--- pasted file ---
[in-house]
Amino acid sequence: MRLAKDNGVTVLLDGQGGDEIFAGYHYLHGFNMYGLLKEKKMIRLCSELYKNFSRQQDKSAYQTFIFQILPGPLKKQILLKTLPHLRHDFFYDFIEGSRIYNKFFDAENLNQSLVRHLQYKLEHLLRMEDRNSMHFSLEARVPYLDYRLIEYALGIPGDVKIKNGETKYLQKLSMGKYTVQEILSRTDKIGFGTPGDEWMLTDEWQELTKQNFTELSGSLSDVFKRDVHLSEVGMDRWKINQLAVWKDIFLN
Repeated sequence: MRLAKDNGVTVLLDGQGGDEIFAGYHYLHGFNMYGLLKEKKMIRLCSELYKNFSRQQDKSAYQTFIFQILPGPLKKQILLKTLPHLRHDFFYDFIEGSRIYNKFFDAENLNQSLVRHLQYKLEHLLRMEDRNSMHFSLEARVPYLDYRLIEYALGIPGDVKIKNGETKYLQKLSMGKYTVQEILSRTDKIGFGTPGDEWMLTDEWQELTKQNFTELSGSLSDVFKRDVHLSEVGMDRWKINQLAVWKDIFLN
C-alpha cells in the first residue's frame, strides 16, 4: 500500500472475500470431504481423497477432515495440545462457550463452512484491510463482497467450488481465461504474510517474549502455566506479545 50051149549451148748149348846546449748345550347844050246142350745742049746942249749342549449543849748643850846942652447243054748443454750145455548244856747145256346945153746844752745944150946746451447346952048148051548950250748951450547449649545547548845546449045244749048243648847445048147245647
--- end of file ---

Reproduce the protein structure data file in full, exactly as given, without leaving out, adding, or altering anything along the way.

[in-house]
Amino acid sequence: MRLAKDNGVTVLLDGQGGDEIFAGYHYLHGFNMYGLLKEKKMIRLCSELYKNFSRQQDKSAYQTFIFQILPGPLKKQILLKTLPHLRHDFFYDFIEGSRIYNKFFDAENLNQSLVRHLQYKLEHLLRMEDRNSMHFSLEARVPYLDYRLIEYALGIPGDVKIKNGETKYLQKLSMGKYTVQEILSRTDKIGFGTPGDEWMLTDEWQELTKQNFTELSGSLSDVFKRDVHLSEVGMDRWKINQLAVWKDIFLN
Repeated sequence: MRLAKDNGVTVLLDGQGGDEIFAGYHYLHGFNMYGLLKEKKMIRLCSELYKNFSRQQDKSAYQTFIFQILPGPLKKQILLKTLPHLRHDFFYDFIEGSRIYNKFFDAENLNQSLVRHLQYKLEHLLRMEDRNSMHFSLEARVPYLDYRLIEYALGIPGDVKIKNGETKYLQKLSMGKYTVQEILSRTDKIGFGTPGDEWMLTDEWQELTKQNFTELSGSLSDVFKRDVHLSEVGMDRWKINQLAVWKDIFLN
C-alpha cells in the first residue's frame, strides 16, 4: 500500500472475500470431504481423497477432515495440545462457550463452512484491510463482497467450488481465461504474510517474549502455566506479545 50051149549451148748149348846546449748345550347844050246142350745742049746942249749342549449543849748643850846942652447243054748443454750145455548244856747145256346945153746844752745944150946746451447346952048148051548950250748951450547449649545547548845546449045244749048243648847445048147245647